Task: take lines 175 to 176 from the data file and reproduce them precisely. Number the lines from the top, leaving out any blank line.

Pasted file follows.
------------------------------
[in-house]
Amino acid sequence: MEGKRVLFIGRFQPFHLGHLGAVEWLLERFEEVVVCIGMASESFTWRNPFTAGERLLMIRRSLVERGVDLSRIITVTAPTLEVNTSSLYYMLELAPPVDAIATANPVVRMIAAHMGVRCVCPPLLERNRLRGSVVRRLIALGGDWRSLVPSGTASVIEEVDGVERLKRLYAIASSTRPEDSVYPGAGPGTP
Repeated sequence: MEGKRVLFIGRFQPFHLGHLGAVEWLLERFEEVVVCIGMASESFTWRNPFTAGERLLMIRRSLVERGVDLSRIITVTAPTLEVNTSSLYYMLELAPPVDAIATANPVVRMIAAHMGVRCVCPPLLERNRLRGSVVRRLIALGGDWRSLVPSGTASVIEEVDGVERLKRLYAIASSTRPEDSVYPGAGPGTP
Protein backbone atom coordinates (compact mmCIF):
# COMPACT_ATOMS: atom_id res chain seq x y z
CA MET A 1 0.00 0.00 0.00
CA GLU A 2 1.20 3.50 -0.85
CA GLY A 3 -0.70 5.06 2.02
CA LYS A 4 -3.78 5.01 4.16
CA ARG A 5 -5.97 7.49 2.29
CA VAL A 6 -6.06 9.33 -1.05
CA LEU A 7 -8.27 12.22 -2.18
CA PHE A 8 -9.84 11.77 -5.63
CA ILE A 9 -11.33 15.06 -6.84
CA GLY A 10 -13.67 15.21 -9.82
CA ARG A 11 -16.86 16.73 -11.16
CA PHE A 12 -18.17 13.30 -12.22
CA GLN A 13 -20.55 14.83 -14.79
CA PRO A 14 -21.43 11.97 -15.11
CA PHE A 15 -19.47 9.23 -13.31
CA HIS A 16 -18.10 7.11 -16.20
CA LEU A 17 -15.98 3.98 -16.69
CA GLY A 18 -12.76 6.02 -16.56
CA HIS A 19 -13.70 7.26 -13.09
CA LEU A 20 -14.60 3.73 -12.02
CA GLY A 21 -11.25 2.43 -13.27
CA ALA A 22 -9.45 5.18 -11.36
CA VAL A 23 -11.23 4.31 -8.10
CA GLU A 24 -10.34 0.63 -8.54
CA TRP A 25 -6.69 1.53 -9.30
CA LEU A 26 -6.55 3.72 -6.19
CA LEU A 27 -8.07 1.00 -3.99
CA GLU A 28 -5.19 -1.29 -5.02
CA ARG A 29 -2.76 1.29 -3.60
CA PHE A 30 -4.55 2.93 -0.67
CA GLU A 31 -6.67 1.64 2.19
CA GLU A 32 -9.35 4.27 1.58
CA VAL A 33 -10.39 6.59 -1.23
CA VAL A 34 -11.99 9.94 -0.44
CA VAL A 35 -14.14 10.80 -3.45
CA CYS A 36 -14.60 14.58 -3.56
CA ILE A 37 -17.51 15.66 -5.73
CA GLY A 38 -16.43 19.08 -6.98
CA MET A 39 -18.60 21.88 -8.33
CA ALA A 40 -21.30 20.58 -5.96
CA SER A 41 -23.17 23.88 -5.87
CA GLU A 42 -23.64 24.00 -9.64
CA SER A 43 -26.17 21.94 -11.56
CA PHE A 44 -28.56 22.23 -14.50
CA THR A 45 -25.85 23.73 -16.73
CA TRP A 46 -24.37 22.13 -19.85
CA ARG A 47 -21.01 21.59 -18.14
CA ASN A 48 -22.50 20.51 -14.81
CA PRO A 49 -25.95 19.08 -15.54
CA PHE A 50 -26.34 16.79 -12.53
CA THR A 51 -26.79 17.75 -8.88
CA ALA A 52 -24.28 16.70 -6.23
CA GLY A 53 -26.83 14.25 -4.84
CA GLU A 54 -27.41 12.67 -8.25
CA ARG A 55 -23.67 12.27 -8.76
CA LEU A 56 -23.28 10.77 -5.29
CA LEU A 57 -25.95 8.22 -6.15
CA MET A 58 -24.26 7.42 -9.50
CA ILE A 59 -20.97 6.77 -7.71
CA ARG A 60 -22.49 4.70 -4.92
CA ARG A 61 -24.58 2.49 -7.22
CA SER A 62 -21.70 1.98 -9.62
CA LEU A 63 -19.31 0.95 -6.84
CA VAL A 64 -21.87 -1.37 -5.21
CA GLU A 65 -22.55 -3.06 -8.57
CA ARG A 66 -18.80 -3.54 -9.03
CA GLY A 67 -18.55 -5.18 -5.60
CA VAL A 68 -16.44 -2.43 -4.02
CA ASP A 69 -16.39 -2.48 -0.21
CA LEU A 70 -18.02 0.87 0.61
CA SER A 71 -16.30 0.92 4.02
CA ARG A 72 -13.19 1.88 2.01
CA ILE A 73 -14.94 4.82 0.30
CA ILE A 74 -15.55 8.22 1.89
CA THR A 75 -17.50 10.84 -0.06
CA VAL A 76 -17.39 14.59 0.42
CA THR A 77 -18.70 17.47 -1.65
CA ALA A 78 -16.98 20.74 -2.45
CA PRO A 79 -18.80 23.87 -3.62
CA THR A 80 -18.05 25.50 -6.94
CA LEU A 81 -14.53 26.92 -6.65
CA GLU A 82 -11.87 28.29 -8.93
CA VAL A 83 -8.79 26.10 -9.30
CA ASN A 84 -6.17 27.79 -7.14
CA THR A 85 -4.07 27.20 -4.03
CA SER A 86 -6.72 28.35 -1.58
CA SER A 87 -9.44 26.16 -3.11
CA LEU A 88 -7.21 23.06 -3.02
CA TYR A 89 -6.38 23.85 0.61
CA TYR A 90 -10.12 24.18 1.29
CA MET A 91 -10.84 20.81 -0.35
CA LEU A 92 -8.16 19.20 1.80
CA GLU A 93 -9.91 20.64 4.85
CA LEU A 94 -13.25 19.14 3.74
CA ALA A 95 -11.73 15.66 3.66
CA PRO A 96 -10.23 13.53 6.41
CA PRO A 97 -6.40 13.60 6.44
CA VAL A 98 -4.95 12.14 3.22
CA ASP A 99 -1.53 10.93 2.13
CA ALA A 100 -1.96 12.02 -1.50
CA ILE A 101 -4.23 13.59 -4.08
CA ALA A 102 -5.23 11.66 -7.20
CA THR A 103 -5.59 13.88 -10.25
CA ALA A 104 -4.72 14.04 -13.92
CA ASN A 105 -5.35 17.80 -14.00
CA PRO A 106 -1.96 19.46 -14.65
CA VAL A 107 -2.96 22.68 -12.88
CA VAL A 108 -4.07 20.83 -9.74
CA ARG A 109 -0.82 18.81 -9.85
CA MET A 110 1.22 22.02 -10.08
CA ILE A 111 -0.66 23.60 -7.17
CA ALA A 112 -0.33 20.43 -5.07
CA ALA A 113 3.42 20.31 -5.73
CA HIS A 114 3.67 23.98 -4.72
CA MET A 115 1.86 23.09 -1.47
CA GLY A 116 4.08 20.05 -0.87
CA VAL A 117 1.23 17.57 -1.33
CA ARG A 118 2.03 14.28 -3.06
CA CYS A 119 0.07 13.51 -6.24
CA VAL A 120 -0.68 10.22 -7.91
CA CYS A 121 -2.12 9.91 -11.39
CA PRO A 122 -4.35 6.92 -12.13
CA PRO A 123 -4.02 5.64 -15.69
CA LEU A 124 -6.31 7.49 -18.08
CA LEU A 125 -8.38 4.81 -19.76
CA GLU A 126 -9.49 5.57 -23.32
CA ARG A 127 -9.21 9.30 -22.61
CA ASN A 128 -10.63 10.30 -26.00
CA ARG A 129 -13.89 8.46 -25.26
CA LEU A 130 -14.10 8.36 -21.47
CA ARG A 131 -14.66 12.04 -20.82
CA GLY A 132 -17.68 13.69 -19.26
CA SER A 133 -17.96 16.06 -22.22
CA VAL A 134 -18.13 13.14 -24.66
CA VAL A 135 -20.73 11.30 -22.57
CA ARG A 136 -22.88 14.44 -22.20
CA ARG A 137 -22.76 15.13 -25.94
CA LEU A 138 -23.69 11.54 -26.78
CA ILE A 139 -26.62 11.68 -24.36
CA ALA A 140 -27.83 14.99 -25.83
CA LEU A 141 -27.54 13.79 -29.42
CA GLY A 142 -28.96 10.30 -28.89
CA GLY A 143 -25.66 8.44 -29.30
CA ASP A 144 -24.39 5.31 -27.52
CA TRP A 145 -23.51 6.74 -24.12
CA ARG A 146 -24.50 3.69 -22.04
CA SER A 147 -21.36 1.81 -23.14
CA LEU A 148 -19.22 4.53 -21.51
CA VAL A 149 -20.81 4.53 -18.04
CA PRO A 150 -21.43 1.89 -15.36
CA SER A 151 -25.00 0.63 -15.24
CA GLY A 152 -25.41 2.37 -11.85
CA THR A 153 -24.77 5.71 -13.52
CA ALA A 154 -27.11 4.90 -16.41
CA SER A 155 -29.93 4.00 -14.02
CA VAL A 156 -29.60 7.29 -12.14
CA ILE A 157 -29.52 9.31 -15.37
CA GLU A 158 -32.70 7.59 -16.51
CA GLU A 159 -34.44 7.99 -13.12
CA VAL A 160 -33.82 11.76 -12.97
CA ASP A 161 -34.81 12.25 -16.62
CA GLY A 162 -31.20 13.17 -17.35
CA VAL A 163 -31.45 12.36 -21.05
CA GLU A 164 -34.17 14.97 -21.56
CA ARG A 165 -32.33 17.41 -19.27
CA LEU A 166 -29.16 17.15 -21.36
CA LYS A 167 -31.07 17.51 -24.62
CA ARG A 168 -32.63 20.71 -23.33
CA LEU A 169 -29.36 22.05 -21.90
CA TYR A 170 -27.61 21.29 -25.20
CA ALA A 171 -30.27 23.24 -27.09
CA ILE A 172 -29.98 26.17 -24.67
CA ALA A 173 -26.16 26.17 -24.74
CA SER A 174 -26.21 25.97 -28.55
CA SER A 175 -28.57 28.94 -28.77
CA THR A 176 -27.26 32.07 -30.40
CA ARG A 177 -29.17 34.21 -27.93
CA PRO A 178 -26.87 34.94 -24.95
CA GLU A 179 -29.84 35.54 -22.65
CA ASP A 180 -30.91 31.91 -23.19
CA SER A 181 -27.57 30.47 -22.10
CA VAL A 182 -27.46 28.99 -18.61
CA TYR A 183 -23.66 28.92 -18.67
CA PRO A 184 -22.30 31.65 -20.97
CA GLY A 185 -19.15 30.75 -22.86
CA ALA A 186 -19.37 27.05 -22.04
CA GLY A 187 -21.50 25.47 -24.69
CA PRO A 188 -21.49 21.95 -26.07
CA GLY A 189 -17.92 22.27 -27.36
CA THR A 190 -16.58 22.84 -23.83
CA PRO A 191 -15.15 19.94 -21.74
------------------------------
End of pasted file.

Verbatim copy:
CA TYR A 170 -27.61 21.29 -25.20
CA ALA A 171 -30.27 23.24 -27.09